Black Lines

building_construction_inkedOk, I have inked the pencils I constructed earlier, showing parts of two real buildings that form the background to the opening pages of one of my stories.

In the end I did the curves freehand instead of fiddling with French curves*. Now for these objects, the inking (done freehand with ink drawing pens – I sometimes use brushes or brush pens too) is actually pretty much just networks of black lines since they are background details and, moreover, very simple skyscrapers. There are some others in this page that are more complicated, but let’s stick to these. There’s also the first full on view of the first principal character (you saw her in a previous post).

Most of the additional structure on these comes in the painting stage, as there is a sky, its reflections in the buildings, the sun, its reflection, and the reflections of other buildings. I’ll show you that later, once I’m done. A fun thing to keep an eye on when doing this is that the sky has a lot of structure that can tell you where the sun is even if it is not visible. Remember the post I did on that? Stay tuned.

-cvj

(*I find those are almost always best enjoyed on French ladies. Yeah, I know, this is a family blog… It’s the holiday weekend afternoon wine talking.)

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8 Responses to Black Lines

  1. Ele Munjeli says:

    Nice effect, the wine. Your lines are just eccentric enough to dispel the look of an elevation.

  2. Clifford says:

    er…thanks?

    -cvj

  3. Plato says:

    I think Clifford knowing what you know about the “emergence of” while structurally rigid, the “free flowing forming” is a creative break toward releasing the potential around that creativity? Sort of like going to places(like streams, rivers) that allow that creativeness to flow inside.

    Not saying you should drink wine all the time, but definitively let go of the structure as one would have explored all avenues of the thoughts with regard to a problem in science await for the “aha” moment?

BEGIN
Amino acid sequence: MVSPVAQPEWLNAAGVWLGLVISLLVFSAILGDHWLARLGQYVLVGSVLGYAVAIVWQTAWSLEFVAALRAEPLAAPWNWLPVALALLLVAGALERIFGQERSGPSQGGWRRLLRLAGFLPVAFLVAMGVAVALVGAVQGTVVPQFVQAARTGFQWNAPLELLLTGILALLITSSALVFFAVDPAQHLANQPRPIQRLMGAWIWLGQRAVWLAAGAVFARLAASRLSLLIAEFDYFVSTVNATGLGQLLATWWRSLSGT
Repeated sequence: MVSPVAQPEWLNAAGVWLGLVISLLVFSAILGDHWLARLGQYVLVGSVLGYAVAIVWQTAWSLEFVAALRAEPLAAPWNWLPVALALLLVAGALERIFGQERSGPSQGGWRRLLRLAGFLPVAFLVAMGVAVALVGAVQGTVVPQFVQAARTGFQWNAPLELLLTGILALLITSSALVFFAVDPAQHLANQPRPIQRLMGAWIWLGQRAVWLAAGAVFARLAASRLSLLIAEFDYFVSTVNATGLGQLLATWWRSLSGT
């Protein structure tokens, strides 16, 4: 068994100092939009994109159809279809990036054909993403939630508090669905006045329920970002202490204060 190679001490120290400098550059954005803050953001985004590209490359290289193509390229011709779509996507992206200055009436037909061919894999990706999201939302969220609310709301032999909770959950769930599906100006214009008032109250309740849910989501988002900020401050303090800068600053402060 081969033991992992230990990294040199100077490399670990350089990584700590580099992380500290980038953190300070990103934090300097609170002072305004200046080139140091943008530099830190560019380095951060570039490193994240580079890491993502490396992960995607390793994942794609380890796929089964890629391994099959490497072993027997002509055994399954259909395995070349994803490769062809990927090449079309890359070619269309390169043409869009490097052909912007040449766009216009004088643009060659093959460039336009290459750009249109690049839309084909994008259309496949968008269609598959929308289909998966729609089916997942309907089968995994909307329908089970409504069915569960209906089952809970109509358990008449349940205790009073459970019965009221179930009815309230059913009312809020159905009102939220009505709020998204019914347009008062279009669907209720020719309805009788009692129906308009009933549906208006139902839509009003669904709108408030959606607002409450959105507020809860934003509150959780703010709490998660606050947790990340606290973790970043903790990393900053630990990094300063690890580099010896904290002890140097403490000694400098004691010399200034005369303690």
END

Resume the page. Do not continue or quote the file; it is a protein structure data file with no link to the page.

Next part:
For me, this is what science is looking for, and what Escher saw once taken there.

    Thanks for explaining the process and look forward to your explaining the constructed elements of the completed picture.

    Best

  4. Clifford says:

    For the record, people, I finished the inks the day before. The glass of wine, mentioned in jest, was while I was writing the blog post. It is irrelevant. Further, I should mention that I can only do this kind of thing with a clear head. A glass of wine is a surefire way of shortening the usefulness of any work session for me.

    Best,

    -cvj

  5. Ele Munjeli says:

    er…sorry. No, actually, wine or no, I like the freehand aspect of the inking. That’s my point 🙂 The precision of an elevation is sterile, and unreal. Some irregularity in line breathes like an atmospheric effect.

    I’m curious as to how much you’re scaling your finished work.

  6. Clifford says:

    I see. Yes, as I said in a previous post, I am staying away from the kind of lines you can easily generate on computer, etc, which are too clean.

    Overall, I work on what has become the industry standard artboard – 11 x 17. (er… I’m using inches.) This would get reduced down to your standard graphic novel page of about 10 x 6 or thereabouts.

    Some elements are worked on in greater detail before reduction to bring to the artboard and combining with all the others.

    Cheers,

    -cvj

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